- The Washington Times - Tuesday, August 29, 2017

A week after President Trump outlined his new plan for the war in Afghan, the Defense Department has begun drafting the battle plan to make his vision a reality in the troubled 16-year-old war. But the early drafts, being overseen by Chairman of the Joint Chiefs of Staff Gen. Joseph Dunford, appear at odds with actions already undertaken by U.S. wartime commanders.

Gen. Dunford and Defense Secretary James Mattis are still in the early stages of implementing the White House’s new strategy. Mr. Trump’s plan, unveiled in a prime time address earlier this month, was heavy on rhetoric but light on critical details — including how many more U.S. troops would be heading to Afghanistan to battle the Taliban and a growing Islamic State presence.

Mr. Trump insisted the U.S. will be abandoning the timeline-based approach to the Afghanistan mission in favor of a “conditions-based” strategy. Administration critics claim the decision will effectively restart U.S.-led combat operations in Afghanistan, which President Obama officially ended in late 2014, forcing the U.S. into a conflict with no end in sight.

American military officials insist the details of the White House’s Afghan strategy are still being worked out, despite Mr. Trump’s highly touted speech.

“We are just not there yet. There is work to be done here in the department, and answers that have to be provided to Secretary Mattis,” said Pentagon spokesman Col. Robert Manning.

Mr. Mattis will determine troop numbers and other elements required to execute the new Afghan war plan. The White House earlier this year announced that setting troop levels for Afghanistan, as well as in the fight against the Islamic State in Iraq and Syria, would fall to the Pentagon chief. Mr. Mattis, along with National Security Adviser H.R. McMaster are looking to add an additional 3,900 American troops into Afghanistan.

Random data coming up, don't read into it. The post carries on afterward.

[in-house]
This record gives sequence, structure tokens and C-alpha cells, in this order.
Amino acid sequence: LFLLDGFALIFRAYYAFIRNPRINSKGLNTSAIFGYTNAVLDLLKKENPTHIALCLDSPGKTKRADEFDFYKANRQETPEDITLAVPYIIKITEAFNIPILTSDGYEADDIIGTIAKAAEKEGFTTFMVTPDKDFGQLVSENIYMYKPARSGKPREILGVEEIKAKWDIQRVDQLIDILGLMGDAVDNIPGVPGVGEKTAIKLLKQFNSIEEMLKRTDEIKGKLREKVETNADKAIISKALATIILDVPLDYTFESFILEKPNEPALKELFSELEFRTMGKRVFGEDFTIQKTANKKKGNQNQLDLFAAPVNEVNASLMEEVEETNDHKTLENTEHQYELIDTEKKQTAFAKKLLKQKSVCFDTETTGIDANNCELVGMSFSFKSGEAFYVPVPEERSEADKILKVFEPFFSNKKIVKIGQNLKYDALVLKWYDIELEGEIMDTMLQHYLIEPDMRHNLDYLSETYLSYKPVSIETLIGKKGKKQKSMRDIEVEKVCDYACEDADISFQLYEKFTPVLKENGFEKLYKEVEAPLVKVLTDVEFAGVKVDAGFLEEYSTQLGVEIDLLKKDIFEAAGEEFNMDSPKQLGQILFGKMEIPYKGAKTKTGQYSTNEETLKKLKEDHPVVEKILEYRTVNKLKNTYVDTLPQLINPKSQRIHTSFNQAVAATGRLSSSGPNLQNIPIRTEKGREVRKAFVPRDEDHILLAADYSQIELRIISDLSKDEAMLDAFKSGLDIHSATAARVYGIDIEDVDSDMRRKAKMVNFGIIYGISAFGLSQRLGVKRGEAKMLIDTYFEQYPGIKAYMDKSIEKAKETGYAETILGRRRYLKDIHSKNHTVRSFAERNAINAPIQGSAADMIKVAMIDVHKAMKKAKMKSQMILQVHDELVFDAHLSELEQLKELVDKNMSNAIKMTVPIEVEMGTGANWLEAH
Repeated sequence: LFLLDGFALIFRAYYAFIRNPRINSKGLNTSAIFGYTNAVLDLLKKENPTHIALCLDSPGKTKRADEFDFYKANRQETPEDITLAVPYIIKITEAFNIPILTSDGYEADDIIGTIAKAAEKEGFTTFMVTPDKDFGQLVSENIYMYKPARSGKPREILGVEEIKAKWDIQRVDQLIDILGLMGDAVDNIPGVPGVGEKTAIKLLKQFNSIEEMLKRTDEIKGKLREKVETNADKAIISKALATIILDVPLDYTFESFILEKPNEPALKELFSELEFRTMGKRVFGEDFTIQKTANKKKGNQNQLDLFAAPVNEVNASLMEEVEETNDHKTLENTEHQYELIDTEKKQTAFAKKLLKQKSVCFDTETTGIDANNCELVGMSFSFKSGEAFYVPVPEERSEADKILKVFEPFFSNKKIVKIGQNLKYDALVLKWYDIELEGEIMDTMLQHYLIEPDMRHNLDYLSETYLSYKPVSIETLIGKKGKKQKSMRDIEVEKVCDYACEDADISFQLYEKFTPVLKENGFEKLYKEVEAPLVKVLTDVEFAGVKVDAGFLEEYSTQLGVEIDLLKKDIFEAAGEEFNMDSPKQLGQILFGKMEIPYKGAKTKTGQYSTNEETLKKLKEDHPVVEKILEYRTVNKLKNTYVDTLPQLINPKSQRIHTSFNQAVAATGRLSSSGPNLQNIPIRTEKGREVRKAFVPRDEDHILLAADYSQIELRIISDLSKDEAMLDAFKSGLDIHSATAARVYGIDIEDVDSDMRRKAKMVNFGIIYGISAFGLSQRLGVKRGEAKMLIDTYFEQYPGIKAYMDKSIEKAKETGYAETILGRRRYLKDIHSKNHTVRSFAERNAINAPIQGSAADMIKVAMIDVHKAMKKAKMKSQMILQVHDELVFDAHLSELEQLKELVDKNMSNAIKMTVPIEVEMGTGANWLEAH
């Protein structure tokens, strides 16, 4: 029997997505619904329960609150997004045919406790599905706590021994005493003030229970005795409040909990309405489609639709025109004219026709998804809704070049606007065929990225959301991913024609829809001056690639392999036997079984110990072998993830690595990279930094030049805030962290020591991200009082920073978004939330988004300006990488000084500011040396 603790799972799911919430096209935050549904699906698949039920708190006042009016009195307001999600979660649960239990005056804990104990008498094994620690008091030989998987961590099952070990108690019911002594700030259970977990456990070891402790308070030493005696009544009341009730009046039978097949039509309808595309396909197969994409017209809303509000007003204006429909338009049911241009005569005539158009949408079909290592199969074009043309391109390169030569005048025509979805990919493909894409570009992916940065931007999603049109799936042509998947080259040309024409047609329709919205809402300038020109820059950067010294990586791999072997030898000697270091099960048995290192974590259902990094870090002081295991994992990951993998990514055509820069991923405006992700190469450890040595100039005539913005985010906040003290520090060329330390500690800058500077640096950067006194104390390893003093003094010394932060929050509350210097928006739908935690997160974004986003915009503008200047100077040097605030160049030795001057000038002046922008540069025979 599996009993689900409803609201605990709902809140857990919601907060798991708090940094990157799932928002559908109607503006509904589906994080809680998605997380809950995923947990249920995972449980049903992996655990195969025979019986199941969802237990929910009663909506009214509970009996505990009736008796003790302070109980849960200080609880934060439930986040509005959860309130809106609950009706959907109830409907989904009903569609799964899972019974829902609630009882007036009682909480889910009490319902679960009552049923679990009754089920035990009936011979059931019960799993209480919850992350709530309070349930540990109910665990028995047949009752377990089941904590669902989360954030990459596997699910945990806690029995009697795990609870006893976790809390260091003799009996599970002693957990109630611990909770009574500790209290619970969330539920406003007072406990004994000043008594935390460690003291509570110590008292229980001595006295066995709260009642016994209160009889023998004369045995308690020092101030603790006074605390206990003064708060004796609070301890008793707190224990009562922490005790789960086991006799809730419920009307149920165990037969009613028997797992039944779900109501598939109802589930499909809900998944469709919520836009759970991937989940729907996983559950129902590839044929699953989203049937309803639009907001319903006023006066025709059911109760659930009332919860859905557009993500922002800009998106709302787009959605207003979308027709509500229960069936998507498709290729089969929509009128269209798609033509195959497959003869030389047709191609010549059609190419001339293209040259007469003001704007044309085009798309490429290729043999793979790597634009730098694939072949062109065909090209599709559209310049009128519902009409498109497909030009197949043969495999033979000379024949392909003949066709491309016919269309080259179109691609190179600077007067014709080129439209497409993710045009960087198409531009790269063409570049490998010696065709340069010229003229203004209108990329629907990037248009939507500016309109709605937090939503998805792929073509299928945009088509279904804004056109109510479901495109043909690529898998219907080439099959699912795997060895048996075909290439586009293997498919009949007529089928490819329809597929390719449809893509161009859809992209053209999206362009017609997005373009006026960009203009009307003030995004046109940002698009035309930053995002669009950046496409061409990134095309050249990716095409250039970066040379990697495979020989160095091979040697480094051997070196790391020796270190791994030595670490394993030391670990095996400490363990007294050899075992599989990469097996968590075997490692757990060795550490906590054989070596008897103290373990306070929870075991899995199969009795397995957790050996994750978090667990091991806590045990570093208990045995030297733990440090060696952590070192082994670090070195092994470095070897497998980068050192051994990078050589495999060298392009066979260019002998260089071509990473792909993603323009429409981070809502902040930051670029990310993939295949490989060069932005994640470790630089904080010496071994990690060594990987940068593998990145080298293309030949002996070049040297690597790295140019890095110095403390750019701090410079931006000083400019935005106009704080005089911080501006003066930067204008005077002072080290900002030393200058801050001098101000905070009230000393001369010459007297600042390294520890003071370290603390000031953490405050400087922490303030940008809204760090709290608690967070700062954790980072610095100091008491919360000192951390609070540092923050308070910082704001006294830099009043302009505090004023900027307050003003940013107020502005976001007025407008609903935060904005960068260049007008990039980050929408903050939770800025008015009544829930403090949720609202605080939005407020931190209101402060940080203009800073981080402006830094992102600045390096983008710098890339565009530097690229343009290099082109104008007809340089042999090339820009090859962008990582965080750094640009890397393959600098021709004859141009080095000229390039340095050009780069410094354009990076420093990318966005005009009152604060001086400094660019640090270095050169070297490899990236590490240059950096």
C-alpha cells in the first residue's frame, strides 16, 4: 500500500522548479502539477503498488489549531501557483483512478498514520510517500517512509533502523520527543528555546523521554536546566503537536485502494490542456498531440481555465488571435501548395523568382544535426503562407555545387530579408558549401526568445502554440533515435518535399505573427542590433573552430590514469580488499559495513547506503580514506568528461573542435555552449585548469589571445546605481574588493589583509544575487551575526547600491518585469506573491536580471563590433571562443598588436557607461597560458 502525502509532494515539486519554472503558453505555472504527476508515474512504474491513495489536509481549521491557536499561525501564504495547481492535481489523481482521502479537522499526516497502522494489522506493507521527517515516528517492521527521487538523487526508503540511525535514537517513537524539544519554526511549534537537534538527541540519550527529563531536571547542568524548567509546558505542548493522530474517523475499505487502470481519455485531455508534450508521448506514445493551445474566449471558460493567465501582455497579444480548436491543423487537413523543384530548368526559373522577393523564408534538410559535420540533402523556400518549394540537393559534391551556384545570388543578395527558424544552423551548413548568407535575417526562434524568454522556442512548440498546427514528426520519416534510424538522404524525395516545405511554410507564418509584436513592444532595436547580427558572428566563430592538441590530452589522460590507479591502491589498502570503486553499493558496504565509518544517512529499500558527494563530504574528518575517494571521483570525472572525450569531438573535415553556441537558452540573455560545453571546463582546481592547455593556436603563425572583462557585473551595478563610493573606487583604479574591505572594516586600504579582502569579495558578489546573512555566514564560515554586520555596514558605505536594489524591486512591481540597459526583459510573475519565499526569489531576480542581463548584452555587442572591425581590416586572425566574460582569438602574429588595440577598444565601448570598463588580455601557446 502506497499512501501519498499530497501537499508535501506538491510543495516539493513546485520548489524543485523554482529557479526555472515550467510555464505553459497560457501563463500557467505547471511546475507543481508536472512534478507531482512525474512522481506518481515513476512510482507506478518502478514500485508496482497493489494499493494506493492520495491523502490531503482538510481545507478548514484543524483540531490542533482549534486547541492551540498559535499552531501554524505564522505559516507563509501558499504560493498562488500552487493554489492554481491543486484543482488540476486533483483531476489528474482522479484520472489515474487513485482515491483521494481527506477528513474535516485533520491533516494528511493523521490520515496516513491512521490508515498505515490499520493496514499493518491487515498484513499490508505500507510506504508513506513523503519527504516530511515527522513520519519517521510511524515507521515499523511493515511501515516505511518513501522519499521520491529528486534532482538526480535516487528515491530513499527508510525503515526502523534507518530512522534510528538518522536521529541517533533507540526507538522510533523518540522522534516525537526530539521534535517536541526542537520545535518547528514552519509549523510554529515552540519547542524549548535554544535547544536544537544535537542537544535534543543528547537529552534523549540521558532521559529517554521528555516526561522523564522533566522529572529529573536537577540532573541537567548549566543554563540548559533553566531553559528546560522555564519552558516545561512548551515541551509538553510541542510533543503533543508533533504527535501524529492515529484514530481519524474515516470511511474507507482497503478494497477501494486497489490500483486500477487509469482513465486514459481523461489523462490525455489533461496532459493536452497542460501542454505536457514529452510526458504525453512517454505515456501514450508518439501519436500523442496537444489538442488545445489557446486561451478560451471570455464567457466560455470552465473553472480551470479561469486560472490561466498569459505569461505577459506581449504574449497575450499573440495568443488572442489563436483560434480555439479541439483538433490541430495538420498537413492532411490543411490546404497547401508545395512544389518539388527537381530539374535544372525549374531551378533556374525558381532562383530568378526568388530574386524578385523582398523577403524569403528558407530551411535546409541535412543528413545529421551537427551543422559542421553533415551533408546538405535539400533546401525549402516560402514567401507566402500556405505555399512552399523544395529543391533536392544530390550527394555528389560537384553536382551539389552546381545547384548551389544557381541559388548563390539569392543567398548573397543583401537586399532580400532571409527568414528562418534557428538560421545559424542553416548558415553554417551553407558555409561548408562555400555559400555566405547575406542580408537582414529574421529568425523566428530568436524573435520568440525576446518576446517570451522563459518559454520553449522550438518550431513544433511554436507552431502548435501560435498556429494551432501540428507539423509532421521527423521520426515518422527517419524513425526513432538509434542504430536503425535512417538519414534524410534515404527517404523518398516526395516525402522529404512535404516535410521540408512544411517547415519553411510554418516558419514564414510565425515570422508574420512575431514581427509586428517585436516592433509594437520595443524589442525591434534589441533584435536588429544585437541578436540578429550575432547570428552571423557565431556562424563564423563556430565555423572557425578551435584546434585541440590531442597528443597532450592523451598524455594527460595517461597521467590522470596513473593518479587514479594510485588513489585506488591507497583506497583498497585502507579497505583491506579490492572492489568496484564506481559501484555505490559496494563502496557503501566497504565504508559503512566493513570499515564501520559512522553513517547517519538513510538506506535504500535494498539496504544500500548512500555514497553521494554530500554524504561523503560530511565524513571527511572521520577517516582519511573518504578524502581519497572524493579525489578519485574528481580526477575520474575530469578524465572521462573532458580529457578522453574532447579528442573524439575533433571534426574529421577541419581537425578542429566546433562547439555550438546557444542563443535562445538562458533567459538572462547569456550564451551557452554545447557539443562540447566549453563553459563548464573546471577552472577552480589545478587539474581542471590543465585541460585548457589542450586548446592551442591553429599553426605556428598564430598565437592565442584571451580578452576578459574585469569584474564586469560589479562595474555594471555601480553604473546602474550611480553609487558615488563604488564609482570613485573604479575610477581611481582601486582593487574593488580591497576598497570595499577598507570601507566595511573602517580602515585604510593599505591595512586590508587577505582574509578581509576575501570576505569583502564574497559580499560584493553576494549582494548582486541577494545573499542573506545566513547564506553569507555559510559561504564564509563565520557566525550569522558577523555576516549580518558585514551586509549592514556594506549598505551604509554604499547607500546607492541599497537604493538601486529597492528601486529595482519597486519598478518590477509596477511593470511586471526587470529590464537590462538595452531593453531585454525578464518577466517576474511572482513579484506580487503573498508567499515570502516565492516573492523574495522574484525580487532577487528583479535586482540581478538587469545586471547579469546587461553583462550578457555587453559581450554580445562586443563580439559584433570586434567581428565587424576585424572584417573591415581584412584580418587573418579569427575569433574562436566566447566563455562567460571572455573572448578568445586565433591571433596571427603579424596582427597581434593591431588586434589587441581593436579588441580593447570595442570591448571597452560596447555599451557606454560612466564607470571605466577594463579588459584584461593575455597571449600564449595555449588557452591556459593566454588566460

Currently there are 8,400 troops stationed in Afghanistan, with a majority of those forces supporting the NATO-led military adviser mission dubbed Operation Resolute Support. Other American troops, mostly special operations units, are conducting missions against the Taliban and Islamic State under Operation Freedom’s Sentinel.

Col. Manning declined to comment on whether Mr. Trump’s new strategy puts Washington on the path back to full combat operations in Afghanistan, or whether the current missions in which U.S. forces are engaged will be shut down in favor of a more aggressive combat role.

“We are approaching this very deliberately, but we are not there yet,” Col. Manning told reporters at the Pentagon on Monday. But the vagueness of the strategy has left many questions yet to be answered.

Prior to Mr. Trump’s speech, Mr. Mattis told reporters the Pentagon would lay out a series of specific options to the president for the way ahead in Afghanistan.

“Now just make the decision. There’s the options,” he said last week. As a result, U.S. Central Command Chief Gen. Joseph Votel would begin “pretty quickly” sending in the first tranche of new American troops into the country, based on the President’s decision.

But Gen. Dunford’s review is casting doubt on what exactly the president agreed to, and how much of that was now subject to change. Mr. Trump is widely reported to be unhappy with the options he was given in what is now the longest war in U.S. history, in which the Taliban and other groups appear to have the initiative against the struggling government of Afghan President Ashraf Ghani.

Underscoring the challenges ahead for the U.S. and Afghanistan, The Associated Press reported that a suicide bombing in a busy commercial area in Kabul near a string of banks and not far from the U.S. Embassy killed at least five people on Tuesday. The Taliban claimed responsibility for the attack.

Elsewhere, at least 13 civilians were killed in an overnight airstrike by the Afghan air force that targeted the Taliban in western Herat province.

In the Kabul attack, the explosion likely targeted a branch of the privately owned Kabul Bank, according to Basir Mujahid, spokesman for the Kabul police chief. The U.S. Embassy compound is located about 500 yards down the road from the bank.

Mr. Trump in his address said American troops would “fight to win” by attacking enemies, “crushing” al Qaeda, preventing terrorist attacks against Americans and “obliterating” the Islamic State group, whose affiliate has gained a foothold in Afghanistan as the U.S. squeezes the extremists in Syria and Iraq. He also criticized Pakistan for continuing to harbor Islamist terror groups that were fighting the government in Kabul.

• This article was based in part on wire service reports.

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